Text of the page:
Amid internet shutdowns in Iran, US takes step to allow tech firms to help Iranian people access online info

This image from outside Iran on September 21 shows Iranian demonstrators burning a trash bin in the capital Tehran during a protest for Mahsa Amini, days after she died in police custody.

By Jennifer Hansler, CNN

(CNN) -- Amid internet shutdowns by the Iranian government in the face of widespread protests, the US government has taken a step meant to allow technology firms to help the people of Iran access information online, US Secretary of State Antony Blinken announced Friday.

"It is clear that the Iranian government is afraid of its own people," Blinken said in a statement. "Mahsa Amini is senselessly, tragically dead, and now the government is violently suppressing peaceful protesters rightly angry about her loss."

Blinken said the Treasury Department has issued a general license, which authorizes certain transactions which would otherwise be prohibited under sanctions, "to advance our efforts and commitments to ensure that the Iranian people can freely access information online."

"We are taking this step against a stark backdrop," he said. "The Iranian government has cut off access to the Internet for most of its 80 million citizens to prevent them — and the world — from watching its violent crackdown on peaceful protestors."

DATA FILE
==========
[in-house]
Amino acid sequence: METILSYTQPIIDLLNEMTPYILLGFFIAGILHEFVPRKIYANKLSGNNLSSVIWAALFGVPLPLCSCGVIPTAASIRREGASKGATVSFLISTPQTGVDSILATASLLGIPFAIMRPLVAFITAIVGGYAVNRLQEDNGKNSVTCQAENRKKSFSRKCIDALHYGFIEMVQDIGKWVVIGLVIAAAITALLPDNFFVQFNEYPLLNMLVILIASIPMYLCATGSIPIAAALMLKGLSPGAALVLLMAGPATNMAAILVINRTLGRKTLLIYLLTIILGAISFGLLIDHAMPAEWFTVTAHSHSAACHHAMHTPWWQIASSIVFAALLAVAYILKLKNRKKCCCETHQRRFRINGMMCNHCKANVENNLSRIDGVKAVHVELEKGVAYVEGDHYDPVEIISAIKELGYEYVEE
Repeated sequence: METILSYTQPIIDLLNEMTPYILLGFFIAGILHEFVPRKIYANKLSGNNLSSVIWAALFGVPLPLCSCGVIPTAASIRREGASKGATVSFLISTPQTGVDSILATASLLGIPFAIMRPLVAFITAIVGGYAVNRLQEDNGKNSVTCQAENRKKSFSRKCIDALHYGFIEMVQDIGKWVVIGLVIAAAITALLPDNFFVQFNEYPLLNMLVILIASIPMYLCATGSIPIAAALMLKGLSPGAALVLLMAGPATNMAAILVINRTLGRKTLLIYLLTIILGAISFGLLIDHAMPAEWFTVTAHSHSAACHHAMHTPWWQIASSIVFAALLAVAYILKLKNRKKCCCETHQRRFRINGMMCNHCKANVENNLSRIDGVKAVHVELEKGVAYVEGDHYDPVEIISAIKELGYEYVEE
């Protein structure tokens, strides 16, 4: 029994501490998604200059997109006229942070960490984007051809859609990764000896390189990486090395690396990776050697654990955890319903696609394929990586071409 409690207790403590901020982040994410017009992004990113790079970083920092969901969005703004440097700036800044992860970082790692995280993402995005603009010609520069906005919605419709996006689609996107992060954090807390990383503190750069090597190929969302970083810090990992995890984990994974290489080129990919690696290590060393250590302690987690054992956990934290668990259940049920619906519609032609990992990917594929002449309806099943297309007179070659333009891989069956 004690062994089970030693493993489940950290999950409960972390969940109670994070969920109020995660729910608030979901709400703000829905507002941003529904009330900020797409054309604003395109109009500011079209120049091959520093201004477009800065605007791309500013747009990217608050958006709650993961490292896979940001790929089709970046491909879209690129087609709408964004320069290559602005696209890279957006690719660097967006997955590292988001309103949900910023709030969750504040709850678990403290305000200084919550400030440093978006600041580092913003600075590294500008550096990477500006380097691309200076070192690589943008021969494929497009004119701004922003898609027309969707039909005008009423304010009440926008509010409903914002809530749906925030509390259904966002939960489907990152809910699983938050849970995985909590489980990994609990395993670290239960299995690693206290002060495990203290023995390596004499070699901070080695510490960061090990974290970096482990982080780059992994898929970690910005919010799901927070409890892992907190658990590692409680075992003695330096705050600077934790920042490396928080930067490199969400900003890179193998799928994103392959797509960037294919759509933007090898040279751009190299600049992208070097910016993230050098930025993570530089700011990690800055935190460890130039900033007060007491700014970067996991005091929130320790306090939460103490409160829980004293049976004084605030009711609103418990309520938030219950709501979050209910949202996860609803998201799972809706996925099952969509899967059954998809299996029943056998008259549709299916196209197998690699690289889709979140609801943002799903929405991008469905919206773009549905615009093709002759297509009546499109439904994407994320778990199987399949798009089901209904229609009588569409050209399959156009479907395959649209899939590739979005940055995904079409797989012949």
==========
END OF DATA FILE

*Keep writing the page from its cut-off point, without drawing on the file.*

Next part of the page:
"(W)e are going to help make sure the Iranian people are not kept isolated and in the dark. This is a concrete step to provide meaningful support to Iranians demanding that their basic rights be respected," he said.

According to the Treasury Department, the general license expands the categories of software and services that can be provided "to include social media platforms, collaboration platforms, video conferencing, as well as cloud-based services," gives "additional authorization for the services that support the communication tools to assist ordinary Iranians in resisting repressive internet censorship and surveillance tools deployed by the Iranian regime," and "removes the requirement to verify communications are 'personal' in nature."

It also "continues to authorize anti-virus and anti-malware software; anti-tracking software; mobile operating systems and related software; anti-censorship tools and related software; Virtual Private Network (VPN) client software; and related software," noting that "these tools protect the ability of Iranians to engage in free expression and bravely resist regime oppression," the Treasury said.

The announcement comes a day after the US issued sanctions on Iran's Morality Police, in whose custody Amiri died.

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